I don't see the double negative that Paulster 2 seems to read.
"In a synchronized box, it is unnecessary to shift without a clutch."
That is a true statement. I don't think it could be any clearer. Some drivers, especially those driving large and heavy trucks, feel like they're saving time and shifting quicker if they float gears. Most of them are driving trucks that aren't theirs, so they have no stake in treating it kindly. Terrible attitude, but that's the way it is these days. I'm old school, and I was taught to take care of that which is not mine simply because it's not mine.. They seem to forget that the big rig they're thrashing the gearbox in is a tool to get two jobs done; one, to move freight, and the other to make a living. If the truck goes down for a transmission failure, no freight gets moved and the driver with the bad habit gets no pay. Some drivers think clutches are for sissies. This is twenty years and almost two million miles of hauling fresh produce across the country and another twenty years of working on man-rated space hardware (specifically proof testing almost every part of the Space Shuttle Main Engines) talking. I'm so glad I never learned how to float gears.
If the shift is well-coordinated, that is, timed well, using the clutch will create a seamless, smooth gear change that can outperform any automatic transmission. One has to listen to the feedback the truck is giving. The trick is to learn what the drivetrain wants and then give it. Too many drivers fight the truck and try to beat it into submission. That's like beating the donkey because you overloaded the cart. The transmission will tell you when the timing is right, just like it'll tell you when you're wrong. It's a rhythm, and with or without the clutch the gear change can't be made unless everything is rotationally ready. The purpose of the clutch is to assist in achieving synchronization of the rotating parts and greatly reducing wear. The operator still has to learn the correct timing of the gear change, upshift or downshift. Once that is achieved, therein lies the pride and satisfaction of a job well done, without any wear on the gearbox or clutch or any other drivetrain part.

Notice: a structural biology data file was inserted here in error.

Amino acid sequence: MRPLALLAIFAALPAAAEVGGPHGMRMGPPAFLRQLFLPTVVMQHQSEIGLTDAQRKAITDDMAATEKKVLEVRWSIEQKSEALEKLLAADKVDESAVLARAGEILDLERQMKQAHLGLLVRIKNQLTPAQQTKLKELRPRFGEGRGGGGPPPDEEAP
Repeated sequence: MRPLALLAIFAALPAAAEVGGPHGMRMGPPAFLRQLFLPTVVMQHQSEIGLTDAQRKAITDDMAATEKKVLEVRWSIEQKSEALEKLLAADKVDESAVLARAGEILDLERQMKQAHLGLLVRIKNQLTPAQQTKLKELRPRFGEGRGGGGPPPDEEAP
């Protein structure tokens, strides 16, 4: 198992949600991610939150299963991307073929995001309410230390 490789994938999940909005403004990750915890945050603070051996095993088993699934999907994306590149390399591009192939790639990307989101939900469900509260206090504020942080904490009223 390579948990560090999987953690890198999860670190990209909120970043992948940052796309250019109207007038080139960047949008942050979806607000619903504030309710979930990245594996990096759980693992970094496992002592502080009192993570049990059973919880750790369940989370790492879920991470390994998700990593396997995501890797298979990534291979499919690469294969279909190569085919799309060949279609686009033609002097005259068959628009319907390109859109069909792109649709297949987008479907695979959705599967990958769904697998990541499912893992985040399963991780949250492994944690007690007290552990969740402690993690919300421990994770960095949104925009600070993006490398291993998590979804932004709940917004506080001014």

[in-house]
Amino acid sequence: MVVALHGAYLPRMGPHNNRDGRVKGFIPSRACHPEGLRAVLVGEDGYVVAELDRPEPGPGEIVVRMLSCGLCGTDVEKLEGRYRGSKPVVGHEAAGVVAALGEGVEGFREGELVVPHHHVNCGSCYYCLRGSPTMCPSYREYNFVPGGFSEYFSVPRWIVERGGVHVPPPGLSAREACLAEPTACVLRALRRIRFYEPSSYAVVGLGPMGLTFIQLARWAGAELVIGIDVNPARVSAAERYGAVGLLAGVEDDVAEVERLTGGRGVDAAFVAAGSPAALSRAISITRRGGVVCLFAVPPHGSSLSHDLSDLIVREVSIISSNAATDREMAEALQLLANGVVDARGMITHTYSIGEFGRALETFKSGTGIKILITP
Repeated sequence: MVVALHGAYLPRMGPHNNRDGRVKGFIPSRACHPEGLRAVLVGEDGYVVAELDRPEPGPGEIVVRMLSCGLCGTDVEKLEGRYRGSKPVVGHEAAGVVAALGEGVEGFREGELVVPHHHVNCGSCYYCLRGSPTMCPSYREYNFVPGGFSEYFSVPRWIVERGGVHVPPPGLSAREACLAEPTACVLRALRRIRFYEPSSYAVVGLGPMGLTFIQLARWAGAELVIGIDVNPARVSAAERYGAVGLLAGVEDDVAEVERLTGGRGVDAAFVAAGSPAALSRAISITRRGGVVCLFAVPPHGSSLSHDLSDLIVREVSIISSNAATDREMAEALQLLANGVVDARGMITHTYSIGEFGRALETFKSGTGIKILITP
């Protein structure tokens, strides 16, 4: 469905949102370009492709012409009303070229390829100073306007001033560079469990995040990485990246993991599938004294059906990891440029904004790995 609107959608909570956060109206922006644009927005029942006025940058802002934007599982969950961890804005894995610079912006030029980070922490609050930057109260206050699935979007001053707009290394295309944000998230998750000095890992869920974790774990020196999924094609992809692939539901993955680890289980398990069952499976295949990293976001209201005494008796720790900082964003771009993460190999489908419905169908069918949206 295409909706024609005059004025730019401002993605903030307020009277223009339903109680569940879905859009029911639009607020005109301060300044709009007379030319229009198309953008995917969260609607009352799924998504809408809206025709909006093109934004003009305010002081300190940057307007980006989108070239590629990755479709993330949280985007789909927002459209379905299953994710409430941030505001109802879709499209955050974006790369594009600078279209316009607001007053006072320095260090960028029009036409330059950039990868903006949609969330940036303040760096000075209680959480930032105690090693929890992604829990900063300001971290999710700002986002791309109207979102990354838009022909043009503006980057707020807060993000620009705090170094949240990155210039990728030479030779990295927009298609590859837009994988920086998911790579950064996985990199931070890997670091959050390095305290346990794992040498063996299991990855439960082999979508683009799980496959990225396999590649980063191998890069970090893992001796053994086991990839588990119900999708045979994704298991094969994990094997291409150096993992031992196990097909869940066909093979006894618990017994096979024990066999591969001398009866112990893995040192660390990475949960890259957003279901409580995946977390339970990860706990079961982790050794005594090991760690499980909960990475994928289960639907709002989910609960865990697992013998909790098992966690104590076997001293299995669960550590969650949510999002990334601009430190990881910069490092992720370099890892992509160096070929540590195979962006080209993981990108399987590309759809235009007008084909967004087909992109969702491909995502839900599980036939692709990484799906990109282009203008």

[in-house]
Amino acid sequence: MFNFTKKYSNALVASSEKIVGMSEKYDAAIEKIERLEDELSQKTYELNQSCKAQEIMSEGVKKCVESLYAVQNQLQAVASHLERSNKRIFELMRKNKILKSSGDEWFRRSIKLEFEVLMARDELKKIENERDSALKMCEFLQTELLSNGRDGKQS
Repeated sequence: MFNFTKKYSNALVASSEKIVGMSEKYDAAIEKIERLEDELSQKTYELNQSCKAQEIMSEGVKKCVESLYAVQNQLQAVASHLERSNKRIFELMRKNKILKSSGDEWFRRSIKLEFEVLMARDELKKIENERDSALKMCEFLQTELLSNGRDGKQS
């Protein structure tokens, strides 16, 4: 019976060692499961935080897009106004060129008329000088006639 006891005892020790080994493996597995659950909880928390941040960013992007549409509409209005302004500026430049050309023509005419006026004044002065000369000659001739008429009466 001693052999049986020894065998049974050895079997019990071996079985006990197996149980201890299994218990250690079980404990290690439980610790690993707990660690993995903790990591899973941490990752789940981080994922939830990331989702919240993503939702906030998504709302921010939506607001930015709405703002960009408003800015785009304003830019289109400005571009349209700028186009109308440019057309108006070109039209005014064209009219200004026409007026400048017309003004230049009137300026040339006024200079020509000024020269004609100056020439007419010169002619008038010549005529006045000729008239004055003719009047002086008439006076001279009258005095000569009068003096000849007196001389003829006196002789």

Use the clutch, Luke.